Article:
Tabuu Wrap-up: It’s a common misconception to believe all BDSM relationships entail abuse. Just like it’s a misconception to believe vanilla relationships are perfect. The difference is that in relationships outside BDSM, it’s easier to notice red flags.

Note: Abuse can occur in relationships regardless of their structure or gender identity of the people involved. Vanilla relationships and BDSM relationships can both be tainted by abuse. If any of the red flags we’ll be discussing in this article are a part of the relationship, please leave and stay gone. You’re not alone and there are available resources. Choose not to stay and be safe!

It’s wrong to believe BDSM relationships are abusive by nature, just as it’s wrong to believe all vanilla relationships are perfect and free of issues. Abuse can happen in all relationships, no matter the dynamic.

The difference is that it’s easier to identify red flags when you’re in a vanilla relationship. When you’re in a BDSM relationship, the line between abuse and dominance can be blurred. That’s why it can be difficult to identify abuse because it’s easier to justify. However, red flags still exist and you must pay attention to them. I hope this article can help you!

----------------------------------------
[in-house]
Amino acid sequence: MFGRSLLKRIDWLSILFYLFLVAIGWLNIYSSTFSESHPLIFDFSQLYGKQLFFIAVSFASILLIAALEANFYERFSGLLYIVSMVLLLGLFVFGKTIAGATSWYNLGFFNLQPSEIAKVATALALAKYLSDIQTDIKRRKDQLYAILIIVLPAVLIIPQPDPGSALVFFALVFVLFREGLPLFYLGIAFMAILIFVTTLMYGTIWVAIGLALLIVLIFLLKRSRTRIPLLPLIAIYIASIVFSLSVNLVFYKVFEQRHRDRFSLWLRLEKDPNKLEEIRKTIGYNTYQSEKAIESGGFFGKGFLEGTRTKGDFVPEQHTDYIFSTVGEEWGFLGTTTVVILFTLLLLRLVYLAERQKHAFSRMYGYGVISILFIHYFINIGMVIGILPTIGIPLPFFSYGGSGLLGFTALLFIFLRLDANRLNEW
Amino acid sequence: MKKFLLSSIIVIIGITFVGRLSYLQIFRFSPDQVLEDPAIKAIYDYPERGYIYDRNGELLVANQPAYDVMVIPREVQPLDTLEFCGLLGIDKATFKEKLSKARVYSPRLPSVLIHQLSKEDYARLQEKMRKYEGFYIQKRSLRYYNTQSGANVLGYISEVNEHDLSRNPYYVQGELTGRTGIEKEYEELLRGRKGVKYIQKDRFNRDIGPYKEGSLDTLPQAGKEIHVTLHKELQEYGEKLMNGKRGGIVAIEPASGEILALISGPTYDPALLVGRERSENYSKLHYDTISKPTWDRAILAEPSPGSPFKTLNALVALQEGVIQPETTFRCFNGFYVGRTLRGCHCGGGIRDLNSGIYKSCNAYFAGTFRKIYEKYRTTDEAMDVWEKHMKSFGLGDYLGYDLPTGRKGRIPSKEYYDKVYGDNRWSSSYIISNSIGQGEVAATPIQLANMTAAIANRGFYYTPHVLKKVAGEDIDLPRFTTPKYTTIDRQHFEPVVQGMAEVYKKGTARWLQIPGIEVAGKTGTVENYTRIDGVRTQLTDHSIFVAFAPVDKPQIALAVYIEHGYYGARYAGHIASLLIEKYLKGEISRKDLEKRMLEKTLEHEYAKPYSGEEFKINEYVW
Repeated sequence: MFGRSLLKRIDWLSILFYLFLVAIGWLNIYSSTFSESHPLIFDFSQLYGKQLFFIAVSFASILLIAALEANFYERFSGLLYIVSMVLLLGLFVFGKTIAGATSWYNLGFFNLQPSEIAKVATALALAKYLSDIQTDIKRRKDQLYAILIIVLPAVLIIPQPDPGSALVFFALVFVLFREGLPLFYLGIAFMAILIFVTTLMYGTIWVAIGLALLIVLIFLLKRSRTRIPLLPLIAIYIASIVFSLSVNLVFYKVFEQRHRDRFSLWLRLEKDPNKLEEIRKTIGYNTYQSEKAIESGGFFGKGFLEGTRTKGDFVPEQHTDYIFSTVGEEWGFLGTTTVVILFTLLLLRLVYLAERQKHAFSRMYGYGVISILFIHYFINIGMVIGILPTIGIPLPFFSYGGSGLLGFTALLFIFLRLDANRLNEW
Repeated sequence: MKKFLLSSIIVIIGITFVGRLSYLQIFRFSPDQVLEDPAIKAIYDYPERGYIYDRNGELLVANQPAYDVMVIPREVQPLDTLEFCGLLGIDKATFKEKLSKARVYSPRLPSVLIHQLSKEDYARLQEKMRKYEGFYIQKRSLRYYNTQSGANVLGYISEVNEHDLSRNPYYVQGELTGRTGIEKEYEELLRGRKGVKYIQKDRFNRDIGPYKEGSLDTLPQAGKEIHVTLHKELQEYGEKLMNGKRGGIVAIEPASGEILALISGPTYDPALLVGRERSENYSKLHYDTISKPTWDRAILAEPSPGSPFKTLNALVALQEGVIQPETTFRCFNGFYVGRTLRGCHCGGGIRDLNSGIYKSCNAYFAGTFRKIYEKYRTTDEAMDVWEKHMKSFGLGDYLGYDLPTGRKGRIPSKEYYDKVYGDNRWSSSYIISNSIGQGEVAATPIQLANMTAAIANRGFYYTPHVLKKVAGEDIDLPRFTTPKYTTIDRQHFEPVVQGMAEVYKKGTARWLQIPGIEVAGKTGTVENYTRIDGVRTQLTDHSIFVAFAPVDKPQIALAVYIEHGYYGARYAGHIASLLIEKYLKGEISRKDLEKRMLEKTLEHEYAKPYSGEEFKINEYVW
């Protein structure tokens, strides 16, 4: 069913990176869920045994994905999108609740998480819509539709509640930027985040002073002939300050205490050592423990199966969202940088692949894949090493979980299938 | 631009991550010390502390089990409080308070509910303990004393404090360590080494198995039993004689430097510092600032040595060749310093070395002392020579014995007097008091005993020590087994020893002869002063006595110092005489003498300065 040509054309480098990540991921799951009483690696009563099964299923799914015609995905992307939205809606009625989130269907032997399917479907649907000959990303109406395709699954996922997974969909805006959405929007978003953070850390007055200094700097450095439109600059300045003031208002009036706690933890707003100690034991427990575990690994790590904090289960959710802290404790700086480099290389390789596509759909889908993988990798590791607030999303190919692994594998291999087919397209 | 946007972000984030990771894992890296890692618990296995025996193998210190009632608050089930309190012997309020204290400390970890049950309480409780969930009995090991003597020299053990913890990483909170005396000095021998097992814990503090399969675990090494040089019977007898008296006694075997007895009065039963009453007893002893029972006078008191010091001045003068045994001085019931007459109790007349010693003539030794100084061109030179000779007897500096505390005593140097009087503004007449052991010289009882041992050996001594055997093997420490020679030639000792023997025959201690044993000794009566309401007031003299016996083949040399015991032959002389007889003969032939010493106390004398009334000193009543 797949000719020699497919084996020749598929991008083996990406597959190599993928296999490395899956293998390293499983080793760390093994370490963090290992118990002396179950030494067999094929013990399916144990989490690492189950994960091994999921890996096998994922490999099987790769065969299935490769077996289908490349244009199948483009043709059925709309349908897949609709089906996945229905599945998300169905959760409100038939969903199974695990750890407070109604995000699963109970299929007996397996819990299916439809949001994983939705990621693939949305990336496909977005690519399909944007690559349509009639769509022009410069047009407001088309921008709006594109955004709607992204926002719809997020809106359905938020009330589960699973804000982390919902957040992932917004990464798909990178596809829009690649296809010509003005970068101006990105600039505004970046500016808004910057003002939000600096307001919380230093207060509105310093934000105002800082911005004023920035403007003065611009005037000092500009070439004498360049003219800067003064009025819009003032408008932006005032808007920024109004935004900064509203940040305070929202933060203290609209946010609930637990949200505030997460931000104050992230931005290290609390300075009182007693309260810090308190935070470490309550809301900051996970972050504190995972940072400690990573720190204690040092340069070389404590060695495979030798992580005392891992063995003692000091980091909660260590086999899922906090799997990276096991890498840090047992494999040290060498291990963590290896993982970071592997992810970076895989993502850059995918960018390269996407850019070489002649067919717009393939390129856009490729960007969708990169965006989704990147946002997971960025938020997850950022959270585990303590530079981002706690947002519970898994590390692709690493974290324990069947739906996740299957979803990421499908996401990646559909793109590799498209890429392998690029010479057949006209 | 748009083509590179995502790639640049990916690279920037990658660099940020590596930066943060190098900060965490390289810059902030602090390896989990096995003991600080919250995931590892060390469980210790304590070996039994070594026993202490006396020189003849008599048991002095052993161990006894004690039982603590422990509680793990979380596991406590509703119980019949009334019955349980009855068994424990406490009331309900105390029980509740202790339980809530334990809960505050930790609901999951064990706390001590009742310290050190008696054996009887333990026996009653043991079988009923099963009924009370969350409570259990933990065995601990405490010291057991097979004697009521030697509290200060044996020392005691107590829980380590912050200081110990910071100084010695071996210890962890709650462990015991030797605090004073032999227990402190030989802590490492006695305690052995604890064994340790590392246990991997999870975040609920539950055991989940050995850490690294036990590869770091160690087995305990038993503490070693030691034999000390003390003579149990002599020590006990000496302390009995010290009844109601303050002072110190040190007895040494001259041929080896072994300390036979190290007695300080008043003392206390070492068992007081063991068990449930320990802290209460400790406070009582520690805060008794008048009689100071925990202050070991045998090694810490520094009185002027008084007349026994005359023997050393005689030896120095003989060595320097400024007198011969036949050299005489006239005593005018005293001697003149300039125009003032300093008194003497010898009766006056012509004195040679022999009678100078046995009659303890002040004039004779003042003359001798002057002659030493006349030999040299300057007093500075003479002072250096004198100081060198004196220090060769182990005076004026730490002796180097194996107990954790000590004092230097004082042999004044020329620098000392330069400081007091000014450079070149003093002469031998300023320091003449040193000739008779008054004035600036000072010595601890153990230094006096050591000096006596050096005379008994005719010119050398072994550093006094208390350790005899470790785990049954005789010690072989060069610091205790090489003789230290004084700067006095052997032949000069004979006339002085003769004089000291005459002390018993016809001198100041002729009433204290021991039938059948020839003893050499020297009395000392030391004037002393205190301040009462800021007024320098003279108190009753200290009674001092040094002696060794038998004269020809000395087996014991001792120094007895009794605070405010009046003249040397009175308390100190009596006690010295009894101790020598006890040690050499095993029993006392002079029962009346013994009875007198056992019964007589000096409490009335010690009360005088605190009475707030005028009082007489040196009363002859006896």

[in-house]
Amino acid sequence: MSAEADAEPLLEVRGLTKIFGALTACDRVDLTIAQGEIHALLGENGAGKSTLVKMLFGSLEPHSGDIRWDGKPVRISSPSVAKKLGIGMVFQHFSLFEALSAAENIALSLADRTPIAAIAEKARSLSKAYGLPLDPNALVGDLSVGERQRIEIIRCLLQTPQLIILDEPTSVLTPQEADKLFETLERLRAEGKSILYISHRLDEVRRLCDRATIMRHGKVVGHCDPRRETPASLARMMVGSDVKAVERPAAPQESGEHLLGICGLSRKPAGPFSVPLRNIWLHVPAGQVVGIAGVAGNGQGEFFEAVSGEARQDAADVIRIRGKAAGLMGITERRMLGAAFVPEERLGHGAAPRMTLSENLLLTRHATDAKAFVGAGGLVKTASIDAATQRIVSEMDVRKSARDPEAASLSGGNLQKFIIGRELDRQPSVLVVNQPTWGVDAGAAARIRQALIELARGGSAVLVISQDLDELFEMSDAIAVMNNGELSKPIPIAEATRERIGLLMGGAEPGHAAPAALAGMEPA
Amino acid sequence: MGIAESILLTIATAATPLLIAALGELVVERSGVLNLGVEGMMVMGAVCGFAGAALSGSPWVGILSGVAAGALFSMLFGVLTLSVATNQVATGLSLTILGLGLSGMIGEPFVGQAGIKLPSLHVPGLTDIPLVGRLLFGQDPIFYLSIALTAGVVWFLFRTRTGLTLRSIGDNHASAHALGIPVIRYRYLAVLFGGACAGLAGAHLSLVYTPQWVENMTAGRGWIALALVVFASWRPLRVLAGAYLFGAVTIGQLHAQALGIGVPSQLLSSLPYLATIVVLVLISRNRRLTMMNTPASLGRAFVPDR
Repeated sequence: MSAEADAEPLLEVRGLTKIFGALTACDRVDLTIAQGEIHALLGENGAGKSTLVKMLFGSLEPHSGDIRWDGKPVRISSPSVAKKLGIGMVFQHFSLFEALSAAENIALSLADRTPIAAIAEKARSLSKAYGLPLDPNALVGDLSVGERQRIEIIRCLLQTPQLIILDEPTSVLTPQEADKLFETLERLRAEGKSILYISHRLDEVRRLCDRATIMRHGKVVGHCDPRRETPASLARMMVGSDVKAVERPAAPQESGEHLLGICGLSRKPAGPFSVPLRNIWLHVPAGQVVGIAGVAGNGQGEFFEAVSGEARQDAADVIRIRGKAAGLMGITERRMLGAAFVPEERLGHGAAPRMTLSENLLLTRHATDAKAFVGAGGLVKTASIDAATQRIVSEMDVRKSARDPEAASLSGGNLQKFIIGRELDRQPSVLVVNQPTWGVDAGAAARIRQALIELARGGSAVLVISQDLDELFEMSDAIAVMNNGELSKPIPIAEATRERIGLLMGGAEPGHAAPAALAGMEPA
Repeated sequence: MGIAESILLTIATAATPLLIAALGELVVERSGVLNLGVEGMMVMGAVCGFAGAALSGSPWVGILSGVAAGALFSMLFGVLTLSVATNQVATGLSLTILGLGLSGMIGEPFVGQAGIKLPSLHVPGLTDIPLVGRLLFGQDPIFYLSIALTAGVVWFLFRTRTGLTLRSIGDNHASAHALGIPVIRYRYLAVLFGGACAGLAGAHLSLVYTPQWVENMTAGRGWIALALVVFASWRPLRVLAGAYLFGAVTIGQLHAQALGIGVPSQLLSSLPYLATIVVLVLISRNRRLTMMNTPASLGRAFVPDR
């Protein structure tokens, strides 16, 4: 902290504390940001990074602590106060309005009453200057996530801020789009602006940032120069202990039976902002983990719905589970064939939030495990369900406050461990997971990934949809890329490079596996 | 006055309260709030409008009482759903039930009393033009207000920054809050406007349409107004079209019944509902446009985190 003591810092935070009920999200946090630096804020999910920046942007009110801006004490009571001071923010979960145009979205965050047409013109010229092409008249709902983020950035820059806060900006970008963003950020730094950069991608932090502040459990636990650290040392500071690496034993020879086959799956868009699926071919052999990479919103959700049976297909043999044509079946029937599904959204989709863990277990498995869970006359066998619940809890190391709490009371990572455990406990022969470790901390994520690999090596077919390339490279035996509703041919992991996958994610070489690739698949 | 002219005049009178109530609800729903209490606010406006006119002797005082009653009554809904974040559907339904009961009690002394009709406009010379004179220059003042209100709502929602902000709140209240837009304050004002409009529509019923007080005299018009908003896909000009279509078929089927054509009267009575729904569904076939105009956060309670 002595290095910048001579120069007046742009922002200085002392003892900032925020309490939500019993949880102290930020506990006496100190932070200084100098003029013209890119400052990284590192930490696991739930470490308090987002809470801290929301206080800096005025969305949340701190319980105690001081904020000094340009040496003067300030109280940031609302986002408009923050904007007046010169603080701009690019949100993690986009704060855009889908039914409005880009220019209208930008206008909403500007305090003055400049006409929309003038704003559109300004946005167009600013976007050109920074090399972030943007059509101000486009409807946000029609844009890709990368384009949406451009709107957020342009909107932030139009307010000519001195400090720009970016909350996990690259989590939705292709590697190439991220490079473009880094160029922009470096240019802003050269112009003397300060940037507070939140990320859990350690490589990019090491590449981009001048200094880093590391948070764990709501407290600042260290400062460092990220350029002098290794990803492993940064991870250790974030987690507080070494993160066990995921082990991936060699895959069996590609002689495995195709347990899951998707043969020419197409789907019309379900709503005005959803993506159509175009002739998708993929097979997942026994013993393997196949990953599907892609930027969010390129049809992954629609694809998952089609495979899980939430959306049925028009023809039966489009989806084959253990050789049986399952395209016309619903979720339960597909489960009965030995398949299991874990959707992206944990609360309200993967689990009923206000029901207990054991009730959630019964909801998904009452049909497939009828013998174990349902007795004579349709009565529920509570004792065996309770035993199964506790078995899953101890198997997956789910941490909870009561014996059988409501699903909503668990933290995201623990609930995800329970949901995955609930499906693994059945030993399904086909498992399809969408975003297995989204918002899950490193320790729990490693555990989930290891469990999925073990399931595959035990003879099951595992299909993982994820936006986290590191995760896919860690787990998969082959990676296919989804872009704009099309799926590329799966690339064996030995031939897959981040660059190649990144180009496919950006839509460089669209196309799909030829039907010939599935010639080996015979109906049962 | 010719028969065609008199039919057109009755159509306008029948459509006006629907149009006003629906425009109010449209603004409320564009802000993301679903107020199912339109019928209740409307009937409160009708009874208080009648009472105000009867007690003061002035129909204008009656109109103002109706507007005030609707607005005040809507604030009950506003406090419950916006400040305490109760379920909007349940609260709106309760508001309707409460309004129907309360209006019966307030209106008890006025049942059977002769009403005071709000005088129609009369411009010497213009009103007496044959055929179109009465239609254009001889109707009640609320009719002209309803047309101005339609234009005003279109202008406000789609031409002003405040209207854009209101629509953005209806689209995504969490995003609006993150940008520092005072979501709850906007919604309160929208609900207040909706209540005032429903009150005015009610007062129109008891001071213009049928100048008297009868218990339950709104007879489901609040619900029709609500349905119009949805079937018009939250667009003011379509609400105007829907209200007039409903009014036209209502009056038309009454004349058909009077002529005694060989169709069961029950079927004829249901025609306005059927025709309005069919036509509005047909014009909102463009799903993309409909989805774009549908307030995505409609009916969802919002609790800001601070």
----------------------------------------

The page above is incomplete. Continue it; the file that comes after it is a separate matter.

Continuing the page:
You may be wondering, what qualifies me to talk about abuse? Well, I won’t bore you with my entire story, but here’s a summary. I spent over 10 years of my life in an abusive marriage. I was only hit a handful of times, but the mental abuse was constant. So much so, I’ve been diagnosed with PTSD. A few years ago, he decided to leave me for someone else, but he still decided to stalk me. If I’ve learned anything, it’s to identify red flags, so here are the most common ones that shouldn’t be ignored.

1. You Believe Doing What They Want Will Make Them Act Be Better

Abusers are known for being controlling people. They’re never happy about what you do and you’ll never get anything right. Things get done in their terms, not yours. So, when you’re in an abusive and controlling relationship, you soon become convinced that if you do what they ask, they will be nicer. They will be happier. Kinder. Better. But that’s not how things work; they will never relinquish control.